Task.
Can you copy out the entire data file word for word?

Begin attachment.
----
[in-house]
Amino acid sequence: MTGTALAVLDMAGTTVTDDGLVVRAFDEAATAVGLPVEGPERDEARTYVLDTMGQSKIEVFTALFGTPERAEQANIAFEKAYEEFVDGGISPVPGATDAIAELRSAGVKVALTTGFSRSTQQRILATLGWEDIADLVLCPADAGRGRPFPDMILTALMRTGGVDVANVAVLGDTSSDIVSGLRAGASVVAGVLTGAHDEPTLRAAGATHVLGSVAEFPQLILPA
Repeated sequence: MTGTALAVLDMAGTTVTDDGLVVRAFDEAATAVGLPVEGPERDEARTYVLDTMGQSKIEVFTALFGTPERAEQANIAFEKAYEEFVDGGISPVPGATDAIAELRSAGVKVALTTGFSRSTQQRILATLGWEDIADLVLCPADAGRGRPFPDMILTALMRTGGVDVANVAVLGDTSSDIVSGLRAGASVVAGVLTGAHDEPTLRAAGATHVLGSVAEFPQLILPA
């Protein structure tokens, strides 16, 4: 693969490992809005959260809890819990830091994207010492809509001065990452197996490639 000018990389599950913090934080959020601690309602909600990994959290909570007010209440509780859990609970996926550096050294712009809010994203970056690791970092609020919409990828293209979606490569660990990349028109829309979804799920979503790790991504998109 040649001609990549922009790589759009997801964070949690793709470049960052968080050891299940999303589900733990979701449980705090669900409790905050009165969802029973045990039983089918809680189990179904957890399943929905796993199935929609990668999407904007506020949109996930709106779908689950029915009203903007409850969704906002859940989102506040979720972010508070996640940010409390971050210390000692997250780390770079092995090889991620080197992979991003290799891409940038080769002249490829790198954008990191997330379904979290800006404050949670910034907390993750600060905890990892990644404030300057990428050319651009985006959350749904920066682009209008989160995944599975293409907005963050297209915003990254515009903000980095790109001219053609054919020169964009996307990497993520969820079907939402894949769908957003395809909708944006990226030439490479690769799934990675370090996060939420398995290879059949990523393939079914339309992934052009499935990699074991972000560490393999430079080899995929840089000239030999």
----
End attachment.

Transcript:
[in-house]
Amino acid sequence: MTGTALAVLDMAGTTVTDDGLVVRAFDEAATAVGLPVEGPERDEARTYVLDTMGQSKIEVFTALFGTPERAEQANIAFEKAYEEFVDGGISPVPGATDAIAELRSAGVKVALTTGFSRSTQQRILATLGWEDIADLVLCPADAGRGRPFPDMILTALMRTGGVDVANVAVLGDTSSDIVSGLRAGASVVAGVLTGAHDEPTLRAAGATHVLGSVAEFPQLILPA
Repeated sequence: MTGTALAVLDMAGTTVTDDGLVVRAFDEAATAVGLPVEGPERDEARTYVLDTMGQSKIEVFTALFGTPERAEQANIAFEKAYEEFVDGGISPVPGATDAIAELRSAGVKVALTTGFSRSTQQRILATLGWEDIADLVLCPADAGRGRPFPDMILTALMRTGGVDVANVAVLGDTSSDIVSGLRAGASVVAGVLTGAHDEPTLRAAGATHVLGSVAEFPQLILPA
């Protein structure tokens, strides 16, 4: 693969490992809005959260809890819990830091994207010492809509001065990452197996490639 000018990389599950913090934080959020601690309602909600990994959290909570007010209440509780859990609970996926550096050294712009809010994203970056690791970092609020919409990828293209979606490569660990990349028109829309979804799920979503790790991504998109 040649001609990549922009790589759009997801964070949690793709470049960052968080050891299940999303589900733990979701449980705090669900409790905050009165969802029973045990039983089918809680189990179904957890399943929905796993199935929609990668999407904007506020949109996930709106779908689950029915009203903007409850969704906002859940989102506040979720972010508070996640940010409390971050210390000692997250780390770079092995090889991620080197992979991003290799891409940038080769002249490829790198954008990191997330379904979290800006404050949670910034907390993750600060905890990892990644404030300057990428050319651009985006959350749904920066682009209008989160995944599975293409907005963050297209915003990254515009903000980095790109001219053609054919020169964009996307990497993520969820079907939402894949769908957003395809909708944006990226030439490479690769799934990675370090996060939420398995290879059949990523393939079914339309992934052009499935990699074991972000560490393999430079080899995929840089000239030999």